We have some photos from New Zealand sent by reader Keith Cook, whose comments and IDs are indented.
These attachments are a collection of pics from around my home and the local beach. I include some landscapes a la Stephen Bernard, seeing and raising his with a South Pacific sunrise or two… and a moon rise to finish it off. I like how the praying mantis, kereru, poaka, seem to be checking me out and the honey bee’s world of colour.
For animals, the common name is given first, followed by the Maori name.
Landscapes, Torea and early morning Nikau.
Pied Stilt/Poaka (Himantopus himantopus):
Asiatic Honey Bee/Pi (Apis cerana probably). While New Zealand already had native species of bees, they were not suitable for producing honey, as their role was as pollinators.
NZ Praying mantis/Ro (a general maori name):
South Island Pied Oystercatcher/Torea (Haematopus ostralegus):
New Zealand pigeon/Kereru (Hemiphaga novaeseelandiae):
Giant Centipede/Hura (Cormocephalus rubriceps). I think this little creature got a little stressed before i returned it to the bush; it was interrupted while clearing scrub.
Leopard Slug/ngata reparo (Limas Maximus):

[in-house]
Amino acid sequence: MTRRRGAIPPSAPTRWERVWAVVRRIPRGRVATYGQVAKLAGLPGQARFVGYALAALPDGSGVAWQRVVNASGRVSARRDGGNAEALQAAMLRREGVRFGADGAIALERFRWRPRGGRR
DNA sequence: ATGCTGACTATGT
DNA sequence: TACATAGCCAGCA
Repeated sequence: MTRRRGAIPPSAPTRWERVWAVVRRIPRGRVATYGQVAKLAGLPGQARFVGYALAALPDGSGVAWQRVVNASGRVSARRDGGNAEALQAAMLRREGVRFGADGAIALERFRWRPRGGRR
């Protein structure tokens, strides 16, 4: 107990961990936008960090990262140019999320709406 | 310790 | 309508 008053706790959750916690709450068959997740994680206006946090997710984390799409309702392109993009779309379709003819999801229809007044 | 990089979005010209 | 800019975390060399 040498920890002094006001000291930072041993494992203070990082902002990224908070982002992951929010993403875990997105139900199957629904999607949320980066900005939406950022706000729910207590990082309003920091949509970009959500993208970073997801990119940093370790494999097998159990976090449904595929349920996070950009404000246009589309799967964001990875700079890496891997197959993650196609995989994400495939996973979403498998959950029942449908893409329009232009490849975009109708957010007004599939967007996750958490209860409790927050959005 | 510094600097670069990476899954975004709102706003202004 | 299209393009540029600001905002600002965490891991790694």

Northern Rata Tree (Metrosideros robusta).
The Rata tree unfortunately succumbed to a violent storm which knocked over its support as they are usually epiphytes (or plant perched on a host tree). It was a sad day. It was close to our home and it probably could not have stayed there if it had not been taken out by the storm. I was trying to think of ways to relocate it and where. I see now we may have the possibility of a few more Rata establishing themselves, they can be and are valuable source of food for the locals, a future resource.
Nikau palm (Rhopalostylis sapida).
This photo is a closeup of the same Nikau palm the Kereru is feeding on: a pair of Kereru, probably generational offspring that come duringspring/summer on their feeding runs (we have lived here for decades). The nikau seeds go shades of red when ripe.
The fronds are pushed aside at the base by a pod containing the seeds which you see here fully developed but not ripe. They are rather delicate and flower when they first burst out. The frond eventually severs its connection to the trunk as all this pod action happens. They are long, usually 2 to 3 meters plus in length and heavy at the base. They are no problem. . . until they start sailing down on you, and THUMP!